Rent Woodstock, watch Woodstock...and commemorate a time in America when an event like this could actually happen without courting disaster. At this point -- what with those pesky Death Panels and all -- I don't think it's going to happen again soon.

Friday, August 14, 2009

CULT MOVIE REVIEW: Body Double (1984)

"You can't believe everything you see," declared the tag line for Brian De Palma's 1984 thriller, Body Double.

That statement might also adequately serve as the film's mantra or statement of purpose. Because that which is perceived and that which is real almost never align in this tricky, droll Reagan-era suspense movie, and even the title recognizes that fact.

After all, a "body double" is itself a visual cheat, a substitute "body" (or physique) for a lead actor or actress. For example, when the lyrical camera lovingly panned down Angie Dickinson's nude torso in the shower stall during the preamble of Dressed to Kill (1980), there was that almost-invisible transition from middle-aged A-list actress to twenty-five year old stunt double.

And as Brian De Palma might himself remind us, the camera was doing what it does best at that very moment.


Lying.
24 times a second.

We believed we were seeing one thing; but reality was entirely different.

In the scandalous and controversial Body Double, De Palma points the camera's "lying" eye toward Hollywood and the tricky, even deceitful milieu of filmmaking. This is a land of constant illusion and artifice; of uncertain loyalties and unexpected betrayals. It's a world De Palma has much personal experience with, and so the movie is a blistering critique of Hollywood politics. A director can love you one day, and fire you the next. A fellow actor can be your best friend, and then stab you in the back...all for a prized role. One day you can be the cock of the walk, and the next day, you're a feather duster, to quote Tina Turner.

And down to the often sub-standard rear-projection/process work -- a deliberate signifier that certain scenes are not "real" and form the basis of another visual "lie" -- director De Palma constantly reminds us in Body Double that our eyes are not to be trusted. Ever. This is the perfect approach for a thriller featuring many twists and turns because it challenges us to keep up and to watch closely; to register the underneath bubbling below the glitzy, shallow surface.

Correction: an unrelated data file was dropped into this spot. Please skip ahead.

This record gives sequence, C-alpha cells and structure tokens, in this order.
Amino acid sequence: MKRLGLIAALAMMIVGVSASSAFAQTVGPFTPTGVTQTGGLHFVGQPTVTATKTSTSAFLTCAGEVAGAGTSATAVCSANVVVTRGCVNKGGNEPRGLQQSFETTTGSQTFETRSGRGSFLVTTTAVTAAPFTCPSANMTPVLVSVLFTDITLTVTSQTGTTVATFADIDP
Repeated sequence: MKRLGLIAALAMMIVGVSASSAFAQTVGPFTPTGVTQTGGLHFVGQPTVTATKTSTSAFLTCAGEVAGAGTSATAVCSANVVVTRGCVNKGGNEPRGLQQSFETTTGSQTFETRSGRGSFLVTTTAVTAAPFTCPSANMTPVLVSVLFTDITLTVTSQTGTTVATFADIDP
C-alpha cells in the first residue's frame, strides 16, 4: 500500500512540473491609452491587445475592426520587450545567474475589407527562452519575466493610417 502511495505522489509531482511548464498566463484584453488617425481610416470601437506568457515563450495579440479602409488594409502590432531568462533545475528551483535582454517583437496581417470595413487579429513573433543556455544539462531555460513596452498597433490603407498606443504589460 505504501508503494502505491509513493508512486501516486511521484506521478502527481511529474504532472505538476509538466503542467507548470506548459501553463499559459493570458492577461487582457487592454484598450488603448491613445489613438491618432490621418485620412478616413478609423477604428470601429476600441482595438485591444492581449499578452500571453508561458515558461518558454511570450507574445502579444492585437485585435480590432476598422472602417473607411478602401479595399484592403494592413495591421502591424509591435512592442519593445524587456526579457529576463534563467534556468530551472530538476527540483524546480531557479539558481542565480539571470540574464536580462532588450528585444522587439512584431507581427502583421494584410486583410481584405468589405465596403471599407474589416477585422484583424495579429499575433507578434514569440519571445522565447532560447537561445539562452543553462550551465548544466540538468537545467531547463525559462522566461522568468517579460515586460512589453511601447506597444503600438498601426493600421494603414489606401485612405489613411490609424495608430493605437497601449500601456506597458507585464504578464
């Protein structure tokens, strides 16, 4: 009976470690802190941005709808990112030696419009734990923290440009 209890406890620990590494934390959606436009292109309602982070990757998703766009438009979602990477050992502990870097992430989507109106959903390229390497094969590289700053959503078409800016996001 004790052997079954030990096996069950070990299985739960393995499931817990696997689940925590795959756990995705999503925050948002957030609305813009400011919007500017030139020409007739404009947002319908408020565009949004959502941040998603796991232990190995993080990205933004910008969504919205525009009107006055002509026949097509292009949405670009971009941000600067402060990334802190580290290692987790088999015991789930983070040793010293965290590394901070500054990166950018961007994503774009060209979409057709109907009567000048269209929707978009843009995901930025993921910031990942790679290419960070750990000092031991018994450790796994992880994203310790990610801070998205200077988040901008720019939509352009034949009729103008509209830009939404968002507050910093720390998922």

Notably, De Palma deploys two popular movie trends of the times to make this particular thriller so effective. The first is the so-called "dead teenager" or "knife-kill" slasher films of the period, which had come to feature ever more dramatic and over-the-top murders (like the drill homicide in Slumber Party Massacre [1982].)


The second trend exploited here is the "music video," the short-form, self-contained music clip that had recently been popularized on the newly-founded MTV Network and in feature films such as Flashdance (1983) and Footloose (1984). In Body Double, De Palma stages a hypnotic video sequence to Frankie Goes to Hollywood's "Relax."

In both cases, we ask if we can really trust our eyes. Is the perpetrator of the horrific violence for real? A lunatic Indian?! Is the music video love scene represenative of the film's "reality" or simply Hollywood movie-making reality? Is a winsome, lonely wife more than she seems? Less than she seems? These are the questions on which we obsess.

I'd Like You To Meet My Favorite Neighbor...

Body Double tells the tale of actor Jake Scully (Craig Wasson), a struggling actor having a very bad day. He experiences a claustrophobic panic attack on the set of his new low-budget flick, Vampire's Kiss, and the director (Dennis Franz) wants to fire him.

When he is sent home to relax, Scully discovers his girlfriend in bed with another man. Scully starts drinking again and unexpectedly meets an actor friend, Sam Bouchard (Gregg Henry) at a bar. Sam suggests that Scully camp out at his sub-let, a strange futuristic home overlooking the Hollywood Hills. With no place to go, Scully promptly agrees.

Once living in the strange apartment, Scully watches through a telescope as a beautiful neighbor dances topless each night at exactly the same time. Over days, Scully becomes obsessed with the sexy siren, Gloria Revelle (Shelton), and begins to follow her...even as a gruesome, menacing Indian man means to do her harm. Ultimately, Scully arrives too late to save Gloria from being brutally murdered.